Confidence Crises

Finally!

On Sunday, Rafael Nadal finally won his first clay court title of the year–in fact, his first title on any surface this year.

And–finally–we have a new blog post! I have been remiss. Inexcusably so, but let me offer some excuses anyway. First, I was taking a novel-writing class, so I was spending my creative juices elsewhere.

And two, I just wasn’t feeling it. I wasn’t sure I had the bloggerly chops to tackle some bigger topics. I wasn’t sure the blog even mattered–to me or to anyone else. Out of nowhere, I was having a mini-crisis in confidence.

Which brings us back to Rafa. (You know everything eventually goes back to Rafa.)

Here’s a guy who has been playing tennis for 30 years. He’s won Olympic gold, both in singles and doubles. He’s won 17 majors, second only to Federer for the all-time record. He has his own tennis academy and charitable foundation. He even has his own logo.

Most relevantly, he has won the French Open eleven friggin’ times.

Yet following his third loss on clay this year, Rafa had this to say about his mental state:

“I knew what I had to do…but I just wasn’t capable of doing it. I didn’t have a good feeling to do the things I wanted to do.”

Seriously, Rafa? You didn’t have a good feeling? If you don’t have the feeling, what hope is there for the rest of us?!

But here’s what’s so admirable about him. Despite his very public crises in confidence, he just keeps plugging away.

Which is how he gradually gets his confidence back. Not by sitting out tournaments and waiting for the “feeling” to find its way home again like a lost puppy. He goes out and looks for it. He puts himself–his ranking, his pride, his legacy–on the line, accepting the losses and trusting, but never knowing, that he’ll find his form again.

He finally found it in Rome, with a decisive win over Djokovic.

So I figure I should take a page from Rafa’s book and plug away at my blog. I’ll make that the monthly challenge for May. (That’s a pretty low bar, given that it’s already the 20th.)

Meanwhile, will Rafa maintain his form and his confidence at this year’s French Open? And chime in in the comments section if you have any tips about maintaining/recovering confidence–in tennis or any other endeavor. I’m sure Rafa and I aren’t the only ones who struggle with it…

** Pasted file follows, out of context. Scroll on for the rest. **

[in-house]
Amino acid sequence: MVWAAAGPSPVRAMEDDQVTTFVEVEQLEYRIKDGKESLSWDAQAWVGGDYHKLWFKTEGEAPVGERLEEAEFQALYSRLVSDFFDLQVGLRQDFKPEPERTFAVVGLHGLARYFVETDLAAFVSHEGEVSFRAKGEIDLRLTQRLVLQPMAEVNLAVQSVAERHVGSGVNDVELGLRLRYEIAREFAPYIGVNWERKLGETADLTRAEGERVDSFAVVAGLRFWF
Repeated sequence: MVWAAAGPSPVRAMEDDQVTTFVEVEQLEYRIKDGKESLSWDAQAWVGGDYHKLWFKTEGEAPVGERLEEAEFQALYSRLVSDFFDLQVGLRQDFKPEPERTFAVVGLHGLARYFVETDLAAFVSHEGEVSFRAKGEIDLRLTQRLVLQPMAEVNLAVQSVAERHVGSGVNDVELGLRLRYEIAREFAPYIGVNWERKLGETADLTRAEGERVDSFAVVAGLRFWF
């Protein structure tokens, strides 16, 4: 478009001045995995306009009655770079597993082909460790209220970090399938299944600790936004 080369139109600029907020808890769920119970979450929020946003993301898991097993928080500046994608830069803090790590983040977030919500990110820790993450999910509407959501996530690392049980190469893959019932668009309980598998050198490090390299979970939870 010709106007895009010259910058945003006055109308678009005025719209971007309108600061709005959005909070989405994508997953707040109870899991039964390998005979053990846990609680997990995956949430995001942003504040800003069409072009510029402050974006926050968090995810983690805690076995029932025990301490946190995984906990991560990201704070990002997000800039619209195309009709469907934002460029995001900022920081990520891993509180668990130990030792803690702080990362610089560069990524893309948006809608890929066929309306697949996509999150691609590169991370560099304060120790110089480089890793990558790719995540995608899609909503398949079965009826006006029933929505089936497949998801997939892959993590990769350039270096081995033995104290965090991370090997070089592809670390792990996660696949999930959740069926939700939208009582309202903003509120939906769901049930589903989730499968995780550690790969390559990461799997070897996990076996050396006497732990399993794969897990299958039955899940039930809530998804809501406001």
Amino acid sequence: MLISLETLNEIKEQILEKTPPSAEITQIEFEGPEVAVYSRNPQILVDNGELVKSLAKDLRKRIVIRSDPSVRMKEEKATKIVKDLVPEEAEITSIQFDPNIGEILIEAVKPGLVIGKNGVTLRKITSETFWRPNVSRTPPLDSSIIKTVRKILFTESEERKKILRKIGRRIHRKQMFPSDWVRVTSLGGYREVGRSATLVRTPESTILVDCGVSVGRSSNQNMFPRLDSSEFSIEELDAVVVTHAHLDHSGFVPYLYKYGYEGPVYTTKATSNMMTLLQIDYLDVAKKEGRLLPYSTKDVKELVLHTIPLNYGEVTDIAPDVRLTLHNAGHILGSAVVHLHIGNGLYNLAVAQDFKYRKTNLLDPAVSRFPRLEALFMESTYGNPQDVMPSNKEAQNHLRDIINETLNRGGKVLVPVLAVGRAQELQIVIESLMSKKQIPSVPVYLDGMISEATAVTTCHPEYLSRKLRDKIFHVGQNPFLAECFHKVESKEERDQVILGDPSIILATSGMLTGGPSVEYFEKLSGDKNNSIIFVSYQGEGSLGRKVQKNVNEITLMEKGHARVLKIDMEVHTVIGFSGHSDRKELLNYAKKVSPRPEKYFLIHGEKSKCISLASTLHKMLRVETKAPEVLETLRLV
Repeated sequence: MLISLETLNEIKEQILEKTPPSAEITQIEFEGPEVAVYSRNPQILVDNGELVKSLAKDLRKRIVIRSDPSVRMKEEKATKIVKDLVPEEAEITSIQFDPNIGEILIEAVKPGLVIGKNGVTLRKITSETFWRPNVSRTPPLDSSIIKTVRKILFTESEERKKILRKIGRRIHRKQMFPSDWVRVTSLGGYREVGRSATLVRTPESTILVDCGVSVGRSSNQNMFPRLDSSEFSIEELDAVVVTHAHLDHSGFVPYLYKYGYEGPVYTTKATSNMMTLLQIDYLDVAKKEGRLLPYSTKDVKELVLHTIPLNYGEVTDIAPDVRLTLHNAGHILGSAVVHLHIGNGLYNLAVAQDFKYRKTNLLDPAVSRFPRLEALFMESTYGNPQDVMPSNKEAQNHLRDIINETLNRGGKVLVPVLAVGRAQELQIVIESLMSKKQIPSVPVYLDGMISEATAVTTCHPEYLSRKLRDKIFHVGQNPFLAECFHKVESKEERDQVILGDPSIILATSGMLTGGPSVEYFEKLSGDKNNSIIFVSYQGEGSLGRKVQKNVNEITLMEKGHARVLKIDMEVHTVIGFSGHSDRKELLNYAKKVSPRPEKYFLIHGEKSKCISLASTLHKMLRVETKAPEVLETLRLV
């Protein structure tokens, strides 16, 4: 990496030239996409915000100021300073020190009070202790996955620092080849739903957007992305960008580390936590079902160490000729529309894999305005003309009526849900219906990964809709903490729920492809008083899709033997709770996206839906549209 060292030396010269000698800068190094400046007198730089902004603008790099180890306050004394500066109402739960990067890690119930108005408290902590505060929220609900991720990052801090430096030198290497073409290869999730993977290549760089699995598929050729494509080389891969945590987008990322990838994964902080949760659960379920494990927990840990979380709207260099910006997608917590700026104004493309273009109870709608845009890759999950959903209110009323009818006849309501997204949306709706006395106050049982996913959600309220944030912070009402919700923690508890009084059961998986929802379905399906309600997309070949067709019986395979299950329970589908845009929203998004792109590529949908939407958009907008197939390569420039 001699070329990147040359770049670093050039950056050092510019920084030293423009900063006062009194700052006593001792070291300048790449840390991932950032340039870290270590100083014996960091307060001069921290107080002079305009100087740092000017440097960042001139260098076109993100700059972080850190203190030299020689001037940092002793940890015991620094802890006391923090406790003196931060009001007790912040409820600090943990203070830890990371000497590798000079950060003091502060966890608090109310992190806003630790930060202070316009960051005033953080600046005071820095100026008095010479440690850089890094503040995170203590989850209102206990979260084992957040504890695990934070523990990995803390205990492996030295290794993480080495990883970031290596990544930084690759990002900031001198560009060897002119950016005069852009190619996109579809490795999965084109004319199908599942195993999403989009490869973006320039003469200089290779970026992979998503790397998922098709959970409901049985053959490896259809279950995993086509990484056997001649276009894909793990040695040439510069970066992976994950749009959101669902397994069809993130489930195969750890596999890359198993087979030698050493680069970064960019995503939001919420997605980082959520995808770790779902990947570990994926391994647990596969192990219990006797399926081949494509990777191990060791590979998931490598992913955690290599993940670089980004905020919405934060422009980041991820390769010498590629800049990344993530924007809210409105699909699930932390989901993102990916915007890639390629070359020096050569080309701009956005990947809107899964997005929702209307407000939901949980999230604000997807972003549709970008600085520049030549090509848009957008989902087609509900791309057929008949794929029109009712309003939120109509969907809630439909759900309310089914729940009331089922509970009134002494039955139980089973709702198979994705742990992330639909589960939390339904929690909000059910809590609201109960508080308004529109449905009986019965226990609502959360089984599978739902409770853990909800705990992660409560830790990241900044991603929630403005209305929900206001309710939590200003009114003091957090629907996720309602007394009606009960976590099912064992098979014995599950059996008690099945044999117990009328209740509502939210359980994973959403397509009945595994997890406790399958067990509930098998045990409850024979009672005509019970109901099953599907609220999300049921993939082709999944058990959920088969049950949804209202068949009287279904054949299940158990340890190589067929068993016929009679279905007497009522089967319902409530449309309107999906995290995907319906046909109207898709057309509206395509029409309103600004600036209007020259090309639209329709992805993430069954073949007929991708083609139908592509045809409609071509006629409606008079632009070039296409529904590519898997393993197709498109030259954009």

11 thoughts on “Confidence Crises

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  1. What a wonderful post. I’ve been on court with you, and can testify that you truly have no reason to doubt your game (kind of like Rafa, but I honestly DO see some distinction between the two of you). Still it is always about what we feel, and not whether we should feel it. Speaking for myself, I am so glad the blog is back, and btw, I think we all fight the battle from time to time (or for some more often than that) to believe in ourselves. That is what makes us human, and that you articulated this so well, is what makes the blog (and you) great.

  2. Thank you for your post, your usual humor, inspiration, and great writing. And, yes, confidence and belief is so key. Working on it!!!!

  3. As a struggling writer and tennis player, I have always admired your success in both areas. Your humility is endearing. I am so glad the “little yellow ball” found its way back over the fence and onto the blog court.

  4. So glad Little Yellow Ball is back; I’ve missed it! From what I see you’ve got plenty of reasons to be confident as both a tennis player and a writer, so please keep it up!

  5. I am so happy to see Little Yellow Ball is back. When I was out of the country, I checked it few times and was so frustrated that I can’t get the new blogs, not knowing that you had taken some times off. I Do enjoy reading it a LOT! Keep it up. Loved this blog’s content and humor as always.

  6. Woo hoo! It’s back! Thanks for the new post. We all get busy. We all have slumps in confidence. But I echo the others who say that I read enjoy reading your posts and am happy you’re back.

  7. Thanks for the support and pep talk, everyone. I guess we all struggle with doubt sometimes…

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